NEW MILFORD – What do you do with a shopping bag that’s fallen apart at the seams? Well, if you’re Anita Yarrish, you turn it into an idea that has resulted in hundreds of new, eco-friendly shopping bags.
“I was cleaning out the pantry when an old shopping bag fell to the floor,” she recalled. “The glue had dried out and it fell apart at the seams.”
What she saw on the floor wasn’t something destined for the garbage, but a pattern. All the folds and cuts needed to make another flat-bottomed bag were laying at her feet. So, she broke out her sewing machine and went to work. And as luck would have it, Yarrish had the ideal material for her project – empty bird seed bags.
“The (bird seed) bags were so beautiful,” she explains. “So, I would save them to collect empty soda cans.
“I’ve always been a bag person. I always had a plastic shopping bag, clear plastic with a thick handle. I never had a pocketbook,” says Yarrish, who is an All-Star Transportation safety supervisor based in New Milford. She started out as a school bus driver in 2003 and has been with All-Star since 2004.
The seed bags provided the perfect material because they are made of woven polypropylene, giving them strength, and because they feature colorful drawings of birds. In making her shopping bag, Yarrish made the drawings a focal point. She made her first bag in 2014. It wasn’t perfect, but a new hobby had been born. She ended up making about 50 bags in the first year.
“I thought they were beautiful, and I was tickled pink with how they turned out,” she says of her first shopping bags. “My mother took the very first one even though the handles were mismatched and uneven! Then as I made a few more and got better quality, I gave 5 to Diane at Jo Jo’s Deli (in New Milford), and she was my beta tester. She raved over them, so I knew it wasn’t just me.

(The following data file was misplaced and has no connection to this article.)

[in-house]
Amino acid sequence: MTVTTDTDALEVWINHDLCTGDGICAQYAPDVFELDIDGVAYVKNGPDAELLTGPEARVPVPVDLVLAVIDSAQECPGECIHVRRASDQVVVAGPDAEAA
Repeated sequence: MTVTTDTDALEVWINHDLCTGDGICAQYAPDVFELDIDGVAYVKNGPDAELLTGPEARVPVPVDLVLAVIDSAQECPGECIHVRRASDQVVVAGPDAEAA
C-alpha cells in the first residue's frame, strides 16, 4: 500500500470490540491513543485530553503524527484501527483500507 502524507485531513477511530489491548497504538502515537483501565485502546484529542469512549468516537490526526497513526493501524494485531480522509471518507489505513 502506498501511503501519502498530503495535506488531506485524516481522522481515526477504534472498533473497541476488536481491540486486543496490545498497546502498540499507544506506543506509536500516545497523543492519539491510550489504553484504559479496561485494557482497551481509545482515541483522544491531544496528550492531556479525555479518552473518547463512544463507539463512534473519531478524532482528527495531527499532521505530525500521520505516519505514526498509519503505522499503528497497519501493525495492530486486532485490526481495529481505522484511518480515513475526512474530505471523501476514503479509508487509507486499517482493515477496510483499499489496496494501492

“I gave them away to friends to use, to strangers in Aldi that didn’t have a bag, to my daughter who shared them with her friends. We used and abused them. I am still using one of my originals. The pretty bird picture has since delaminated from the inner woven material, but, the bag and handles are still secure!”
Now, five years later, Yarrish has made hundreds of shopping bags. This past winter alone, she made 300 bags. Over the years, she’s given more than 100 bags to the New Milford Senior Center, the New Milford social services for their food pantry clients, as well as to friends and co-workers.
“I have even done custom bags for people who send me their specific bags and I sew them and send them back,” she says. “Last fall, I sewed 45 bags- inside of a week, for a business in Manhattan to use for their Christmas party! I have made bags and sent them as far away as Australia and Germany, and many states: Florida, Pennsylvania, California and Arizona seem to really like my bags.”
She also has broadened the types of bags she collects for her creations. She not only uses bird bags, but also collects barley bags from a local brewery, feed bags from neighboring farms and other bags from other locations that otherwise might have ended up in a landfill. Their common trait is that they all feature unique designs. Currently, she has rows and rows of bags hanging in her storage shed.
Yarrish makes her bags in her living room, primarily during the winter months. “Who wants to sit inside and sew all summer?” she asks. She’s also on her third sewing machine, the first two dying from the strain of the work. The latest machine is more commercial, making it better suited for sewing the tough material. She also doesn’t use a ruler to measure, instead she uses her hand to ensure the proper width for the flat bottoms of the bags.
“How ingenious is that,” she says with a laugh.
During the winter, her living room fills with the bags she has created. Her daughter, Rebecca, who is an artist, sells some of the bags on her Etsy site. They typically sell out in a matter of days. Yarrish provides bags to some other local outlets, but she has no plans to expand her hobby and go into the business of selling shopping bags full time.
“I don’t want to make a living out of it. I have a job,” she says. “This is a winter project, just to sit at the table and sew. I love it.”